The Adventurer in Me

First of all, there is absolutely no adventurer in me, whatsoever.  I do not have the thrill seeking genetic code in my DNA.  I’m not a daredevil.  I’m not a risk taker.  I’m not even a free spirit.  I’m a rules follower…plain and simple.  I learned a long time ago, that I don’t like to be in trouble.  And people who follow the rules, don’t get in trouble.

When I was in my last year of college, a friend of mine and I went to Las Vegas for a wild weekend – yeah right.  If by wild you mean playing nickel slots and in bed by nine, then I was wild. 

My friend tried to talk me into all kinds of thrill seeking excursions while we were going to be there.  I did not want to go skydiving.  I told her I’d stand on the ground and cheer for her.  I really did not want to go bungee jumping.  I told her I’d wait at the hotel and she could call me to let me know she was still alive.  I also let her know that I was O negative…just in case. I didn’t want to balance on one leg on the edge of Hoover Dam holding a rattlesnake in one hand and a lit match in the other.  Okay, so that wasn’t a suggestion but I’m convinced my friend would have done this.  In a way, I did envy my girlfriend.  She loved the adrenaline rush.  She loved to feel like she conquered something.  She liked the idea that she broke the laws of nature and laughed in their face.  For me the laws of nature were laws…and I don’t break laws.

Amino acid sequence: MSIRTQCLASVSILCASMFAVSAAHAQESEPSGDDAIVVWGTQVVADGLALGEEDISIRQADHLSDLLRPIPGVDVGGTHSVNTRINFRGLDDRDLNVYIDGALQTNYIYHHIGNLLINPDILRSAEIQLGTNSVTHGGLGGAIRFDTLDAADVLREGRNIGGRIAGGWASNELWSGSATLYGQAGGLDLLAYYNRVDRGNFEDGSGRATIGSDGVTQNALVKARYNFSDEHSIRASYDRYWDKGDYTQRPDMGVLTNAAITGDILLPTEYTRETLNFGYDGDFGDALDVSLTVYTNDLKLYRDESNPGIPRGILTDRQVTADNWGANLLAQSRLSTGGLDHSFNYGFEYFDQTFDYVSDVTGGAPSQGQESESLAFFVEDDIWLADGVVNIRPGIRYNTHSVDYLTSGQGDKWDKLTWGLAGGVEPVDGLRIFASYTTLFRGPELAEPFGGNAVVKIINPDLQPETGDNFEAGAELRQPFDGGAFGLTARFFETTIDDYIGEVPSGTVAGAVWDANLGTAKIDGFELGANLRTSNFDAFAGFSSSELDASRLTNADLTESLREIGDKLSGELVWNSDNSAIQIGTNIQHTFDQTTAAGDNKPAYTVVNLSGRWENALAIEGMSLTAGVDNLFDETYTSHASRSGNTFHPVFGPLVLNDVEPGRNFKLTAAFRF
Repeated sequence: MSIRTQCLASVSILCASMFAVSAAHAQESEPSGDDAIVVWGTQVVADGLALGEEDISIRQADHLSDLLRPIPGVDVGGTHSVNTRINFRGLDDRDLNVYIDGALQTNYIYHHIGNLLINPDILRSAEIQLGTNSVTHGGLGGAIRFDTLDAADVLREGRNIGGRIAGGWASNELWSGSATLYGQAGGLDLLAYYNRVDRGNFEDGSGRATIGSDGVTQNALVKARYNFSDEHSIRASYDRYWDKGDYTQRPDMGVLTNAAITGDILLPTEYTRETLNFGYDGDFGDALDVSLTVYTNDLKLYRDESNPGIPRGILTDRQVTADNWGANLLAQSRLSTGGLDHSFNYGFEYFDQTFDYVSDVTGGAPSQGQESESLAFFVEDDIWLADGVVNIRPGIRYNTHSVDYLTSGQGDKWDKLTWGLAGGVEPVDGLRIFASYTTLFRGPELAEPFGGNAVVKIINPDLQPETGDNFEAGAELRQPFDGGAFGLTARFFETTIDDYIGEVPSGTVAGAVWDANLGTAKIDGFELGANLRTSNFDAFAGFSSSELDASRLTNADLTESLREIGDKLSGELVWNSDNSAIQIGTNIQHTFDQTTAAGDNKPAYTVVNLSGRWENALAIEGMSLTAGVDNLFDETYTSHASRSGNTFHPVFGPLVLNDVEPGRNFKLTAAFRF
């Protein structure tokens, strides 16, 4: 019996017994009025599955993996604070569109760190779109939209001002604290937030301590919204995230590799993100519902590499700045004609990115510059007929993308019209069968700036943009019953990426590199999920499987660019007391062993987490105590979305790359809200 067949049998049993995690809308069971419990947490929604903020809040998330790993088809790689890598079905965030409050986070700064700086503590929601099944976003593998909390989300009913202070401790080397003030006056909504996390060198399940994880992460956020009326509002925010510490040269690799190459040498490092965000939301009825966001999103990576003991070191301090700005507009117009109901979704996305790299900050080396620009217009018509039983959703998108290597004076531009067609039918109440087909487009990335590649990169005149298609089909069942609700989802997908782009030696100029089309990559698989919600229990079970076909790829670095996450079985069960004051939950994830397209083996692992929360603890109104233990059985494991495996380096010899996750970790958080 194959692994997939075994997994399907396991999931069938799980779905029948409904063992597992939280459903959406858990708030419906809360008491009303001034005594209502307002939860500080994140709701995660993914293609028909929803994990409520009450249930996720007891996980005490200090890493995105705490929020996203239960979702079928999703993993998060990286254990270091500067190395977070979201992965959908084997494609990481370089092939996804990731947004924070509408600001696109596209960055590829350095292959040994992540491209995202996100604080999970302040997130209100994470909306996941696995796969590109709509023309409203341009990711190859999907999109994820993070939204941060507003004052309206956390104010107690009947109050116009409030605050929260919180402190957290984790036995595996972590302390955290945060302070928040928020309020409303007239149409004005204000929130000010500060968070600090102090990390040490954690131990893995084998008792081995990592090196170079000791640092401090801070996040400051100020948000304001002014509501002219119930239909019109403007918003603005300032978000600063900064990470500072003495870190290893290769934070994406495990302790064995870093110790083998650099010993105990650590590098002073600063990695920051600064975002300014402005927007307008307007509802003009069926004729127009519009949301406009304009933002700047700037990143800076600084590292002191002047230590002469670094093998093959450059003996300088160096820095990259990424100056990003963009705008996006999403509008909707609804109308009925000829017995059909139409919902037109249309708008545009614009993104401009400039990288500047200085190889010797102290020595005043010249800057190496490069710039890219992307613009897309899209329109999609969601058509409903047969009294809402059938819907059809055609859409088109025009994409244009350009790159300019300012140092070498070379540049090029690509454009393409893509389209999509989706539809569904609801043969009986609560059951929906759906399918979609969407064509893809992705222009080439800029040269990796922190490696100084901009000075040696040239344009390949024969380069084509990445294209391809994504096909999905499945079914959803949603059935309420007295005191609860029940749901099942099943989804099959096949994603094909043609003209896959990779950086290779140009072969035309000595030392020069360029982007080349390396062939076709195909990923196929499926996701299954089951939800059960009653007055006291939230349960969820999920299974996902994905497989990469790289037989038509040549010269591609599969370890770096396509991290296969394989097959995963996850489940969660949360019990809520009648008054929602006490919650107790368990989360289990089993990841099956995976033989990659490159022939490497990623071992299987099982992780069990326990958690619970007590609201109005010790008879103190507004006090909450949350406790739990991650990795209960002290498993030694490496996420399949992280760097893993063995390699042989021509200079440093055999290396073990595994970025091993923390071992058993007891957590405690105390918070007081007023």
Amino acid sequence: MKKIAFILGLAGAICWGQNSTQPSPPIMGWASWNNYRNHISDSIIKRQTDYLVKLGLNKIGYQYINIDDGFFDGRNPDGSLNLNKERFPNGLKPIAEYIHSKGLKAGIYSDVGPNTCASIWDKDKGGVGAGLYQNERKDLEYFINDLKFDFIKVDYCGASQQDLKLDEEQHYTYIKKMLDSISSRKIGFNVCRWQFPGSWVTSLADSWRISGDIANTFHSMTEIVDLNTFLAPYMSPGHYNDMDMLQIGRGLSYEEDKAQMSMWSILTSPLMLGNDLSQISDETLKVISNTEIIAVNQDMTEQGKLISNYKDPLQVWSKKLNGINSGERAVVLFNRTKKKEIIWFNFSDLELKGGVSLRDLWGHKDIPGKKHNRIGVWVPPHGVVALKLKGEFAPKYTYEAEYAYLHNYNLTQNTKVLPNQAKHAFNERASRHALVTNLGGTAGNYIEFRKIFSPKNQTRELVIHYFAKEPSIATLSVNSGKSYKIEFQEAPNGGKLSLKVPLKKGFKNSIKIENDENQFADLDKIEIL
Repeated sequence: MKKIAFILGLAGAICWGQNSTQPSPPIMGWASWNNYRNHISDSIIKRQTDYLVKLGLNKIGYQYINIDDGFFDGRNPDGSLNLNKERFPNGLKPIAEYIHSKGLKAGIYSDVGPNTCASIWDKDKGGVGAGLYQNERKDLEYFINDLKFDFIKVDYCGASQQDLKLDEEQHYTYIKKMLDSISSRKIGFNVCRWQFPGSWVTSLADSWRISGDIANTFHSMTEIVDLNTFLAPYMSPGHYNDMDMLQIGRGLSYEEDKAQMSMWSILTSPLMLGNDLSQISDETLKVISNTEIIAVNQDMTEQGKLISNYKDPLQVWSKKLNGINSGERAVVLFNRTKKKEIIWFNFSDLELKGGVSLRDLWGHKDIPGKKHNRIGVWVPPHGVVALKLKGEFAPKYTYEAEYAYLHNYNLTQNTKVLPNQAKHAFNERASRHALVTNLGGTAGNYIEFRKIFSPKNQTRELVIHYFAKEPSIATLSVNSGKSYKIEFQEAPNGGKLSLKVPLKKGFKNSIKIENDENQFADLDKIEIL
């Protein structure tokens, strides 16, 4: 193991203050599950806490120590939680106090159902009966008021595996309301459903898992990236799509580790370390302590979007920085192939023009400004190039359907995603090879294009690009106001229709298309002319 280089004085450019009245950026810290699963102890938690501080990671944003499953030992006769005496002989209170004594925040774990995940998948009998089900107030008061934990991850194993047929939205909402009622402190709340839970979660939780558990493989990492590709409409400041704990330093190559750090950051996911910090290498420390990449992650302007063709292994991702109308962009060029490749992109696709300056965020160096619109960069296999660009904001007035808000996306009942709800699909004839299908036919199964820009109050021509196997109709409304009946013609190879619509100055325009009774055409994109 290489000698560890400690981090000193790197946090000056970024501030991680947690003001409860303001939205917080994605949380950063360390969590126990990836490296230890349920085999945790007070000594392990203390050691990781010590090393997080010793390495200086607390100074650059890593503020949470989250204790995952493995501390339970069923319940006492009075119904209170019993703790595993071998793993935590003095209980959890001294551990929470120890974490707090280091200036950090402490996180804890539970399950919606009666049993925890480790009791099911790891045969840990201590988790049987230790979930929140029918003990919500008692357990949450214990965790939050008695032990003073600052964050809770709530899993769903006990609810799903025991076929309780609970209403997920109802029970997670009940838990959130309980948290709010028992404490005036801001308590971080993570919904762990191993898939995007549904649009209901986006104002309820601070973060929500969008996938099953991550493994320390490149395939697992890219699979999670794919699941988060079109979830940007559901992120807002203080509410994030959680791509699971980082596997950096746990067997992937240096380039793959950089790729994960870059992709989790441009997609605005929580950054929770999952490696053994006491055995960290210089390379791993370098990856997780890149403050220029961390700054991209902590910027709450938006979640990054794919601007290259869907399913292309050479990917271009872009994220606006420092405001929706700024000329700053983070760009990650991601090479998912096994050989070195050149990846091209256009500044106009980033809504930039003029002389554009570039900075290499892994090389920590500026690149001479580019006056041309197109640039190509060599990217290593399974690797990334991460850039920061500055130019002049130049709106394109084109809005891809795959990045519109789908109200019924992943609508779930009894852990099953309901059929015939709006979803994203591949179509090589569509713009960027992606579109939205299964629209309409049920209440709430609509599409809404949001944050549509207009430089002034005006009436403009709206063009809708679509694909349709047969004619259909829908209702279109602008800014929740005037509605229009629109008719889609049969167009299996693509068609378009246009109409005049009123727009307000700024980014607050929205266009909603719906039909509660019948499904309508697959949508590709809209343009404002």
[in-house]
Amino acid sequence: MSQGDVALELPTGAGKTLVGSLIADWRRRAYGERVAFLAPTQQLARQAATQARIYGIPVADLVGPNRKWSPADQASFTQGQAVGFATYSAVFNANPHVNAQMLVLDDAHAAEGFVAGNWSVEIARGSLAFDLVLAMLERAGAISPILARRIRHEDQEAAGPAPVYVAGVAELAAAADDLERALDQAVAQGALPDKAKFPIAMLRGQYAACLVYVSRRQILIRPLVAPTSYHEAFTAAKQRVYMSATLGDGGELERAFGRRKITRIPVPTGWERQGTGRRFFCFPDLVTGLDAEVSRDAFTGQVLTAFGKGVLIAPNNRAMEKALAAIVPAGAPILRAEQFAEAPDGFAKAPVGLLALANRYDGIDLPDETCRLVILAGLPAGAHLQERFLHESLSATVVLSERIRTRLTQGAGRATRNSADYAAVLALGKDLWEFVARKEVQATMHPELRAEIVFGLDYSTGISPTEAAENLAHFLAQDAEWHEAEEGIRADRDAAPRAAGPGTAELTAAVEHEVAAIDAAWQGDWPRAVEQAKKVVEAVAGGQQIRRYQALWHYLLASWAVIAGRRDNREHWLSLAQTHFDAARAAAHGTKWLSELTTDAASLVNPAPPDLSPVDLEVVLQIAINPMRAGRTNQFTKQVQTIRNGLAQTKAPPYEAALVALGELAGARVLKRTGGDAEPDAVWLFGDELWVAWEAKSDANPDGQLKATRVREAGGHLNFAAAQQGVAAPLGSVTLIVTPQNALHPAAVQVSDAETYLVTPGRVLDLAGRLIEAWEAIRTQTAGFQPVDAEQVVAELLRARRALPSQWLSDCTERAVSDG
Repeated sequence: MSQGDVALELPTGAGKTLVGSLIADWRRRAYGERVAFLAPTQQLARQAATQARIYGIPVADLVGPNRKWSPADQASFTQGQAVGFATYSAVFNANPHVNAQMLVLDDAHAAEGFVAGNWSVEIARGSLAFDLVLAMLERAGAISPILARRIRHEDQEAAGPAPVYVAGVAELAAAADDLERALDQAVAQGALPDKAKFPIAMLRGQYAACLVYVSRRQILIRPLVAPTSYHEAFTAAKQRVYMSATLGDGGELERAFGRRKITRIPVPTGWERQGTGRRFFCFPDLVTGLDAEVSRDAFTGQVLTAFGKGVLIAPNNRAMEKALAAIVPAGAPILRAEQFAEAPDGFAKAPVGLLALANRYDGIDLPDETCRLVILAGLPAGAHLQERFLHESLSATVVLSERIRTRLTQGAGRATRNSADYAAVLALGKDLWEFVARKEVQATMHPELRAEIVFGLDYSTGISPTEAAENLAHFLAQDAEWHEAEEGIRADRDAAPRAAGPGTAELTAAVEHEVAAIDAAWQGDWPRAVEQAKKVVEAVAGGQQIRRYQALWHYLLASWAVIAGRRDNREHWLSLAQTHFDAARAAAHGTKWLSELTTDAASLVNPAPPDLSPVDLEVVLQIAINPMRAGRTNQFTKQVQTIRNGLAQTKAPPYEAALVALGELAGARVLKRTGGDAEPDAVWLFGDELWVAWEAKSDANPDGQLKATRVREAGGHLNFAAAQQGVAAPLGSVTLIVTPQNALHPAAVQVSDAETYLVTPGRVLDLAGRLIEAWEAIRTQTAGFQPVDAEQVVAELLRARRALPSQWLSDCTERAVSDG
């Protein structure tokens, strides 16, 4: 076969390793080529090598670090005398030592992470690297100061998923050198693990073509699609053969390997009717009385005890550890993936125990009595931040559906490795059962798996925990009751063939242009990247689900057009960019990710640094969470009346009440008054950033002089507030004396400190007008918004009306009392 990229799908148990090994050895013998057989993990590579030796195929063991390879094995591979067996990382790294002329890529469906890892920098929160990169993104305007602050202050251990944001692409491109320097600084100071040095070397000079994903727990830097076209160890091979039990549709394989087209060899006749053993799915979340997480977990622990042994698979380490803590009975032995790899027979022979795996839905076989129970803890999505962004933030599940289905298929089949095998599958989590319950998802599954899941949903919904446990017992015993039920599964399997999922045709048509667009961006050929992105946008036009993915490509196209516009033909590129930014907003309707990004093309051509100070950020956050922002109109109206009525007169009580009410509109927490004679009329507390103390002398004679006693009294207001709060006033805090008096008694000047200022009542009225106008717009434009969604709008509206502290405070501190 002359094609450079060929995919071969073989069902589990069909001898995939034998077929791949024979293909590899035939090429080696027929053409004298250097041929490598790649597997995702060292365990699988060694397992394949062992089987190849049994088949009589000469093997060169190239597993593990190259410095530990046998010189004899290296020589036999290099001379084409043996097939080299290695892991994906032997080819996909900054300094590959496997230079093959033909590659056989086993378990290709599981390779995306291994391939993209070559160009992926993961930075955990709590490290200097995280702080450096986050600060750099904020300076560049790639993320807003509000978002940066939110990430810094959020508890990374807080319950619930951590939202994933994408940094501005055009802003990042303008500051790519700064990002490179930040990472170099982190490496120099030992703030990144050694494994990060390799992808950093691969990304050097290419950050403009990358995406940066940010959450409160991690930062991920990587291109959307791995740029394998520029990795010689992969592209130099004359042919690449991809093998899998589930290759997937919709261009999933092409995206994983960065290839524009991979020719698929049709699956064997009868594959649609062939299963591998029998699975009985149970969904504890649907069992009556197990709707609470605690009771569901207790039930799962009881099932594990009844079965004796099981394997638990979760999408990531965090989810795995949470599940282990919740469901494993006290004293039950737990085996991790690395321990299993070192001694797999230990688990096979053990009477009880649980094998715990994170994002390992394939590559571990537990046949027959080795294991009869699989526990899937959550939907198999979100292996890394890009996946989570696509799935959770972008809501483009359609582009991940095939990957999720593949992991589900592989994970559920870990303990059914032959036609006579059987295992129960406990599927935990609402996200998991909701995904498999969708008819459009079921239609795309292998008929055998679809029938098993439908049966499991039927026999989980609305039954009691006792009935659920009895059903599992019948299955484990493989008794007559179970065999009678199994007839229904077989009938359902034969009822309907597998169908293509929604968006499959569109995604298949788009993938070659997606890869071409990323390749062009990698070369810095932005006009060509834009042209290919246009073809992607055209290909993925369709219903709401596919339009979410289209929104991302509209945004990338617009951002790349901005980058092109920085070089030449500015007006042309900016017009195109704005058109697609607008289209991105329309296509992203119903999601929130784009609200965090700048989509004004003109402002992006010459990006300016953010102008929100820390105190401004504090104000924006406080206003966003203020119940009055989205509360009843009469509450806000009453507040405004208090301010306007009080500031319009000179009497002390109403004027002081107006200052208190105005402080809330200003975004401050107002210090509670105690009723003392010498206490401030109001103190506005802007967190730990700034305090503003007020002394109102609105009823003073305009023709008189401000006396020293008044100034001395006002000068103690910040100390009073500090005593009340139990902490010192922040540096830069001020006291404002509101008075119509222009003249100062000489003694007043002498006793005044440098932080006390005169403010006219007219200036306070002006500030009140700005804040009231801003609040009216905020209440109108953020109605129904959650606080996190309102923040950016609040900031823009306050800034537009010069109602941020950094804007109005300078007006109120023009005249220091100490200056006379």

Finally she suggested we take a horse back riding excursion around the rim of a canyon to view the Nevada countryside.  I liked horseback riding.  While truthfully I would have been completely satisfied trotting around a closed ring on the end of a line held by a trained professional in the middle of the Nevada countryside, I caved.  I could do this.  I could ride a horse around the rim of a canyon.  So long as no one was asking me to then base jump off that canyon while still on the horse.  Again, had that been an option, I fully believe my friend would have done this also.

The first thing that always happens in horseback riding adventures is the assigning of people to their correct horse.  The staff takes a few moments to size up people to animals.  It would be dreamy to think these horse whisperers were matching you up to your animal based off your 27 levels of compatibility but let’s be honest…they are assessing your weight and trying to find the toughest, least likely to sue to put on the horse with the history of bucking its riders into the canyon below.  These horses can be easily picked out because they are named accordingly.  More than once I have been clinging for dear life onto “Bone Crusher” or “Satan’s Horse” only to look up through my sweat drenched bangs to see my friend frolicking in the meadow on “Wildflowers” or “Snowball”.  I was always put on the crazy ones. 

In fact, the last ride I had gone on in North Georgia was still cattle branded into my brain.  I had taken my cousin, a 13 year-old girl who also happened to be the Associate Pastor’s daughter at my church and her homeschooled BFF on a mountain ride one beautiful Saturday in October.  I mounted my animal confidently only to be told that “Hitler” hated all the other horses so I should stay away from them while riding.  That should be easy on the trail ride, in a line with the other horses.  This instruction was followed quickly by the staffer slapping my animal on the rear and telling me to have a great ride.  I could have sworn I heard her laughing as I made, what I like to now call the mountain ascension of death.